Patrick and Jane Lamb were both born and grew up in Ireland, he in the North-East and she in the South-West, during a long period of famine and depression. Along with thousands of other young Irish people emigrating to developing countries in search of better life opportunities, and encouraged by publicity from the Catholic clergy of Queensland, they travelled to Australia, where they met.
There their prospects were affected by climatic extremes from dramatic flooding to severe droughts, which limited employment and made life very difficult. They moved on to New Zealand before the birth of their second surviving son in 1881, to find that world depression was taking effect there.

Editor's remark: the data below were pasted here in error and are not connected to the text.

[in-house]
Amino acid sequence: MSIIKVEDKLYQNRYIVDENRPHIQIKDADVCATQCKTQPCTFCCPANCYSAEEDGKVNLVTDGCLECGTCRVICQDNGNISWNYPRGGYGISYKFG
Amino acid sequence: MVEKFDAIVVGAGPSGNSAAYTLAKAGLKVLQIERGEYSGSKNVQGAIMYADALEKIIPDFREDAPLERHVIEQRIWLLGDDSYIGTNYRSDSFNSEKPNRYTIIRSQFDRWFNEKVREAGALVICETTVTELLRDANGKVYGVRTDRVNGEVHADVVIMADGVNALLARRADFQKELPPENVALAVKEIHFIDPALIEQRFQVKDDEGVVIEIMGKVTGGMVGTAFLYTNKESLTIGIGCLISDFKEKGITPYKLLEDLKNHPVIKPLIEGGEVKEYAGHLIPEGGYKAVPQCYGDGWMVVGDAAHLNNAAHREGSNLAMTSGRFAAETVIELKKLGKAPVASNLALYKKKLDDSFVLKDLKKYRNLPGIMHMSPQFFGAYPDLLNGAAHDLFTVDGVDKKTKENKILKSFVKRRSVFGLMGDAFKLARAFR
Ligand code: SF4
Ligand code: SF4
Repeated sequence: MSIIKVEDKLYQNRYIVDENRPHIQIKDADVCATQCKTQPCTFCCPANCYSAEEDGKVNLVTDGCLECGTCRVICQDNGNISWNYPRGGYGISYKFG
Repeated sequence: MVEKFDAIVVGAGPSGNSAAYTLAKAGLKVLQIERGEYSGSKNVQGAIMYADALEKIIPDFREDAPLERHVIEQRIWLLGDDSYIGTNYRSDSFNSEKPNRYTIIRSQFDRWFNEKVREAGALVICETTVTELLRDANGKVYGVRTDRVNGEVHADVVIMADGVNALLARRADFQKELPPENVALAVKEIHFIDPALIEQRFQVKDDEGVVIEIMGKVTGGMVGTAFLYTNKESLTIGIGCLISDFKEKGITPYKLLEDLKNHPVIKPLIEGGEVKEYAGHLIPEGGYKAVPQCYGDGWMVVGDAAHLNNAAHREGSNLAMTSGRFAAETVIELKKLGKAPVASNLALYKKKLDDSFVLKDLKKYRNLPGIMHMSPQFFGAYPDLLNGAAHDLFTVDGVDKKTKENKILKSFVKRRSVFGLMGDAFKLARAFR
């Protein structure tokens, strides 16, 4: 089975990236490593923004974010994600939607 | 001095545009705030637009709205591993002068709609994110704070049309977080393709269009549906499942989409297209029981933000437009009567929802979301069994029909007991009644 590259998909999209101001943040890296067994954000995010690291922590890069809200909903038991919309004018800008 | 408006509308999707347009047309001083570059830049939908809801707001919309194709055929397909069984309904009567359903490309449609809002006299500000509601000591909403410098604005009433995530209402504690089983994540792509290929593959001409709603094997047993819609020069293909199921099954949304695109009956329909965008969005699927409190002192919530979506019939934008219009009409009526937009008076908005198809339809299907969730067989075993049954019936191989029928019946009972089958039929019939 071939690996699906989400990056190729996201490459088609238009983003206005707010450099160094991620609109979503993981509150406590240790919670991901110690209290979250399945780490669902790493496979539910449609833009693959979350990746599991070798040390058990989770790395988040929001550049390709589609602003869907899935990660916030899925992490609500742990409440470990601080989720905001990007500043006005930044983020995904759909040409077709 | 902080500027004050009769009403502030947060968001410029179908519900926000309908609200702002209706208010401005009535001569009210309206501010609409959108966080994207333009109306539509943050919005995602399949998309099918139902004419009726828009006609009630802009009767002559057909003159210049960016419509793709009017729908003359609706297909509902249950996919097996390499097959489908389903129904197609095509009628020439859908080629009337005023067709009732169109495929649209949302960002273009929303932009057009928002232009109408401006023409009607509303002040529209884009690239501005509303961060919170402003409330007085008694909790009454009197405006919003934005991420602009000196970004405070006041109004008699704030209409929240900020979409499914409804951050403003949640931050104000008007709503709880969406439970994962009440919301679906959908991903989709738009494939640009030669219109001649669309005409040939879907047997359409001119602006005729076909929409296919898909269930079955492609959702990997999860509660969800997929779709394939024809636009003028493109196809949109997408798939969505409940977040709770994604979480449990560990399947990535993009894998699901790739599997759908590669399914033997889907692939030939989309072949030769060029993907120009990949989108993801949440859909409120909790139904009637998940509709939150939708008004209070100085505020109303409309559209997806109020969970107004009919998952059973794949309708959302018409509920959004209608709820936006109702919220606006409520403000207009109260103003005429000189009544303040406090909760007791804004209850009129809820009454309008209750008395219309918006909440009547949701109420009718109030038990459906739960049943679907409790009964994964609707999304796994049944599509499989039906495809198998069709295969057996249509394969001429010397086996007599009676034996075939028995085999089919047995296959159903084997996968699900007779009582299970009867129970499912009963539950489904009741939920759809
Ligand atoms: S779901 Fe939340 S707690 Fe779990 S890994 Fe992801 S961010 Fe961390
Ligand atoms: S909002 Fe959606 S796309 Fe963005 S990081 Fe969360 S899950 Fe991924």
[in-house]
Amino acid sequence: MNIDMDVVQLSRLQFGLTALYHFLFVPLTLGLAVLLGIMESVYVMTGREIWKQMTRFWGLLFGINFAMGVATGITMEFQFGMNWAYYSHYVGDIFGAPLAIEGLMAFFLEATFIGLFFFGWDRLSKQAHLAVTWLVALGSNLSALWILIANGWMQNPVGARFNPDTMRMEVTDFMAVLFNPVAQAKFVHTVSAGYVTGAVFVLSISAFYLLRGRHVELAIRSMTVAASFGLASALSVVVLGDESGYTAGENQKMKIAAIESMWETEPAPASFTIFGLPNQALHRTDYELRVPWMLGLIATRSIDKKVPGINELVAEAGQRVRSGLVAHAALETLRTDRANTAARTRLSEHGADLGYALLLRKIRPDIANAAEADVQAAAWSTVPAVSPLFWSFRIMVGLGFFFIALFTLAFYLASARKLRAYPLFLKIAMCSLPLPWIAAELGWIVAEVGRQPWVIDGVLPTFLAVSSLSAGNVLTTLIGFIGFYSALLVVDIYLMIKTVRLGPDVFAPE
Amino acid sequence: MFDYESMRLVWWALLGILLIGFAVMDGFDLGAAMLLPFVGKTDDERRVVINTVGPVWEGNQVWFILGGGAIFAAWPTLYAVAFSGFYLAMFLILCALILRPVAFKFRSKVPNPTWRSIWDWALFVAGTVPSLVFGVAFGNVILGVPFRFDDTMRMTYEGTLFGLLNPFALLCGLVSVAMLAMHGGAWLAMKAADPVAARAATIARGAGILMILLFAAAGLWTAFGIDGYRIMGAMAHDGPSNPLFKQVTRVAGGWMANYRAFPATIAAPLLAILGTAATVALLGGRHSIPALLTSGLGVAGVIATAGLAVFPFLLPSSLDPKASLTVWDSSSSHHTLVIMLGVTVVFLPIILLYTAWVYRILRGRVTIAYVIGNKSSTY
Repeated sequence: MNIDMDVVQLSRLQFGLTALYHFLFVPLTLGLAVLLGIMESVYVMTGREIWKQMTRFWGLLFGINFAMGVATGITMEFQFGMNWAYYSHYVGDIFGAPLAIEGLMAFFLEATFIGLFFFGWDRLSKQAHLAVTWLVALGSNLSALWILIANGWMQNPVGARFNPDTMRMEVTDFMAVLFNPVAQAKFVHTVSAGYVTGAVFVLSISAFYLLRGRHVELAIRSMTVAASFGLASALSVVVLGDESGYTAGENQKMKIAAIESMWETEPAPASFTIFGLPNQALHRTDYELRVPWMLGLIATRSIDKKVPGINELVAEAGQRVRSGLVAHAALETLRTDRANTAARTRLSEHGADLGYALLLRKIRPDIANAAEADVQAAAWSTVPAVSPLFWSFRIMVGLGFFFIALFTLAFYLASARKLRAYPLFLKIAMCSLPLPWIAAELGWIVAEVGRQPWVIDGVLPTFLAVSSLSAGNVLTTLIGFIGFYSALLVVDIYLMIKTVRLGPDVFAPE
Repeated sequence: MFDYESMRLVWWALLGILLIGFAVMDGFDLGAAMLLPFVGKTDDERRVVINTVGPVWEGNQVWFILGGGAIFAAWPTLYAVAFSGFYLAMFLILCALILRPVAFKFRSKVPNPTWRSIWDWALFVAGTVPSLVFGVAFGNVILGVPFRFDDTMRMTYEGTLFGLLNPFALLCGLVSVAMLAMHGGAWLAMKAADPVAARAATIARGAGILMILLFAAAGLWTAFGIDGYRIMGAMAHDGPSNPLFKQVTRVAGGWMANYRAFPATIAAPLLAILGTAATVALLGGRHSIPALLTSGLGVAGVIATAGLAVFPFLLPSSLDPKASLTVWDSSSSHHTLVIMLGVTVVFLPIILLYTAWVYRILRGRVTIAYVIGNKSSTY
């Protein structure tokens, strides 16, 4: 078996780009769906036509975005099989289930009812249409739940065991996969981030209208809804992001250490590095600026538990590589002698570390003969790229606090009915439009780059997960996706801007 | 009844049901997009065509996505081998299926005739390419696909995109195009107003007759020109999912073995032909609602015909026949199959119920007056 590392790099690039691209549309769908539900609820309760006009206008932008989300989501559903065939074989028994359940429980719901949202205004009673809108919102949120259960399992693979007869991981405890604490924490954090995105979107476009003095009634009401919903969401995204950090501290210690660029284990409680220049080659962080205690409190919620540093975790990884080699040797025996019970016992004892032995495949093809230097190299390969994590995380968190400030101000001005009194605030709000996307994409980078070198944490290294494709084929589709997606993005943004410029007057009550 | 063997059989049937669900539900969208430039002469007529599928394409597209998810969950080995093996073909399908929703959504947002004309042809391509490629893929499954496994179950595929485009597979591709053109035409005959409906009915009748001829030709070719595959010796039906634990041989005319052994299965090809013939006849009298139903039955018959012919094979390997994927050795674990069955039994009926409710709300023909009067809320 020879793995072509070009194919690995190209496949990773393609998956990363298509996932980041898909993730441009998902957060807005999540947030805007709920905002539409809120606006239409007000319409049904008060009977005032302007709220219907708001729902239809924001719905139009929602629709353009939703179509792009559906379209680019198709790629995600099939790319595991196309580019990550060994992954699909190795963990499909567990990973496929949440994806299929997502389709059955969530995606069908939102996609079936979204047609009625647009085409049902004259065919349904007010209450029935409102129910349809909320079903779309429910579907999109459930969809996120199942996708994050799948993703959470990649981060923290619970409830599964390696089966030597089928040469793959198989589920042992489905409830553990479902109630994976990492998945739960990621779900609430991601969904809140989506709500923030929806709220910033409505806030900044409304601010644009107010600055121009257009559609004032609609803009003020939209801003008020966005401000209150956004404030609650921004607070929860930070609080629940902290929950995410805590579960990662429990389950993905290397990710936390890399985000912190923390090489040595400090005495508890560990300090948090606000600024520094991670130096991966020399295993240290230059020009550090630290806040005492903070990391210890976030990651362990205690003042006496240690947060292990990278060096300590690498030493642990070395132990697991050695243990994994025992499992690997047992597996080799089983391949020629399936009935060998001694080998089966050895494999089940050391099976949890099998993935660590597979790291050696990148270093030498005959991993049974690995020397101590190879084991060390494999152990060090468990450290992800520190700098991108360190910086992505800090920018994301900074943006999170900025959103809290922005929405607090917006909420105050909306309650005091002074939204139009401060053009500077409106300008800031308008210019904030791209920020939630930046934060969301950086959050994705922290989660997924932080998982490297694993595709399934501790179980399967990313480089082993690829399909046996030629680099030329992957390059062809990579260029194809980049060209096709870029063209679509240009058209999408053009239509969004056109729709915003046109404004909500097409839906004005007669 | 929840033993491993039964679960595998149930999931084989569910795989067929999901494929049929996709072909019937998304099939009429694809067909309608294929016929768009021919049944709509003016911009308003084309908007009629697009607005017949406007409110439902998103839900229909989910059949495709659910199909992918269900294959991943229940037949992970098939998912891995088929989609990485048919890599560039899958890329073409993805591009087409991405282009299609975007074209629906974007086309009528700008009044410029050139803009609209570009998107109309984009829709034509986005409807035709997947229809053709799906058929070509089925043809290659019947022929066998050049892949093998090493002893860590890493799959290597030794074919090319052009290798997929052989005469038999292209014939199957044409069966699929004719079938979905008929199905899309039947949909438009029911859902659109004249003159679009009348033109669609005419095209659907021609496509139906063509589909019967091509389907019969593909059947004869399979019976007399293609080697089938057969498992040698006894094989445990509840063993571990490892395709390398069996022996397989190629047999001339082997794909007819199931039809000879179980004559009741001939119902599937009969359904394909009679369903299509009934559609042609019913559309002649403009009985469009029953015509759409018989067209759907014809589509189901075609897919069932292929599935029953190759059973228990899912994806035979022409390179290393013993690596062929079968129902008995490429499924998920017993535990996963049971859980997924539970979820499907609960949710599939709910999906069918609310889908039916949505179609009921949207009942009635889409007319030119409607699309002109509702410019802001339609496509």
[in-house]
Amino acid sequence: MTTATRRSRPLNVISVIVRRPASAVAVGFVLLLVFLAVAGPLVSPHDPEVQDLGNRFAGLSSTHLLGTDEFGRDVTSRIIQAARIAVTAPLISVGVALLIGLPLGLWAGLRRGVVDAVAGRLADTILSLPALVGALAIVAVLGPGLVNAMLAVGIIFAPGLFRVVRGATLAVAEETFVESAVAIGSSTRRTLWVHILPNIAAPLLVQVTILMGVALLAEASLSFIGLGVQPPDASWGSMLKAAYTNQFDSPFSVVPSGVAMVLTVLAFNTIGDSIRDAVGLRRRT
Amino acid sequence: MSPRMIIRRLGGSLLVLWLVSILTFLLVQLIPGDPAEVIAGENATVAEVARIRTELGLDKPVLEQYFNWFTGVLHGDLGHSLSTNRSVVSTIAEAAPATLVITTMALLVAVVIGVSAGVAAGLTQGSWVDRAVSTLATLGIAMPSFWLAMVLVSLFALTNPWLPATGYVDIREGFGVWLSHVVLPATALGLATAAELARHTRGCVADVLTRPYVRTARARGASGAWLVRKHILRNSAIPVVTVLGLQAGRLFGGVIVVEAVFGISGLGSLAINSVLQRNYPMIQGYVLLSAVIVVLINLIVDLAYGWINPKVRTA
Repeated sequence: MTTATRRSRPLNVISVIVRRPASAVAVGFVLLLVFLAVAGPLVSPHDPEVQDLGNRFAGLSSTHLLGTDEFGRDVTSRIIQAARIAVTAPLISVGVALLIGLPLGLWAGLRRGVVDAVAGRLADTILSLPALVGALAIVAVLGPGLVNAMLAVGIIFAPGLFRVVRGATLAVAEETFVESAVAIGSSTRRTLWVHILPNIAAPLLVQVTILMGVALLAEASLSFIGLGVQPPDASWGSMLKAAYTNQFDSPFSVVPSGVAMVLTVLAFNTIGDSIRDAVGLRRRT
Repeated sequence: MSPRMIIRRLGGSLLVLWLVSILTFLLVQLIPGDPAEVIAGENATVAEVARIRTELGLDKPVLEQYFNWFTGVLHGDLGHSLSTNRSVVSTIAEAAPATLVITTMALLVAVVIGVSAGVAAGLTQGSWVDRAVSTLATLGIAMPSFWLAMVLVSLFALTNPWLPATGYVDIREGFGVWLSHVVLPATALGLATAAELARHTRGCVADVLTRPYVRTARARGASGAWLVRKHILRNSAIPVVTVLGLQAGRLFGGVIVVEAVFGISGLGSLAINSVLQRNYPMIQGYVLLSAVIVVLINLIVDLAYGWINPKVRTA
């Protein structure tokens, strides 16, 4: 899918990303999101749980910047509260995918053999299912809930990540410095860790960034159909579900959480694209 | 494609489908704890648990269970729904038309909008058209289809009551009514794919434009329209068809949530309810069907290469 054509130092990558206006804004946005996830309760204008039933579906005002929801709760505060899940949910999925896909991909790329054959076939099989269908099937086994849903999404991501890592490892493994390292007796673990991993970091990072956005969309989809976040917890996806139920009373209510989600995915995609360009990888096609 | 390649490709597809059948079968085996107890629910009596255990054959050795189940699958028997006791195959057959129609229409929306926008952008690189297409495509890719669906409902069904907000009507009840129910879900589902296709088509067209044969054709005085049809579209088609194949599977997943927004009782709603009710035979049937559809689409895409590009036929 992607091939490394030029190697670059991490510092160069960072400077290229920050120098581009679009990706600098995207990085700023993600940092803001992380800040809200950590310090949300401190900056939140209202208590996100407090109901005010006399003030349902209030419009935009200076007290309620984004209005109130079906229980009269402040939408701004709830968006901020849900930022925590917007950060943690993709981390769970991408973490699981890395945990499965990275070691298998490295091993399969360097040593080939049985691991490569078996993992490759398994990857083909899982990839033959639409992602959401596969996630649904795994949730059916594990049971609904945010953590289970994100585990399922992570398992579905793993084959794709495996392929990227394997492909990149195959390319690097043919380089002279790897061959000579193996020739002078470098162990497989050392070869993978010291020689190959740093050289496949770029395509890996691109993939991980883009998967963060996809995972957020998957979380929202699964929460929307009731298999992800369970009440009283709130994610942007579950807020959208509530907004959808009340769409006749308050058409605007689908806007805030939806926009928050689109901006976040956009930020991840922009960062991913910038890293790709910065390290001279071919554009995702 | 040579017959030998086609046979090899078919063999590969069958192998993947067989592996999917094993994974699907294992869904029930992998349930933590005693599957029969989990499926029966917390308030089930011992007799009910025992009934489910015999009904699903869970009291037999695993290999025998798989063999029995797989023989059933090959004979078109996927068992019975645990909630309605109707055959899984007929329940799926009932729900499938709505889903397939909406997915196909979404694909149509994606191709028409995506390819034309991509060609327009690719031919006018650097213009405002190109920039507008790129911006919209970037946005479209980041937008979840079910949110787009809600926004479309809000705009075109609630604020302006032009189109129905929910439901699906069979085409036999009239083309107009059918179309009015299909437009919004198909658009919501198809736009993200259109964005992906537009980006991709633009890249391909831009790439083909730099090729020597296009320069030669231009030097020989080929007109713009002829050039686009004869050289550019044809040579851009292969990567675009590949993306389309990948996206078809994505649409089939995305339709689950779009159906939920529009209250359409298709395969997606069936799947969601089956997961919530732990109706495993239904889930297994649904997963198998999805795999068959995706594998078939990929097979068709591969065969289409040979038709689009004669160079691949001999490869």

After running a new Catholic orphanage for orphaned and abandoned children in Nelson in New Zealandís South Island, they moved to Northland and into the hotel industry, eventually owning their own hotel, before moving onto land they had bought, when a home had been built in 1892.
As the land was covered in dense forest, their hard work continued, with their children taking part in establishing farmland, rearing animals and working elsewhere for wages.
The book is the story of the lives of Patrick, Jane and their children.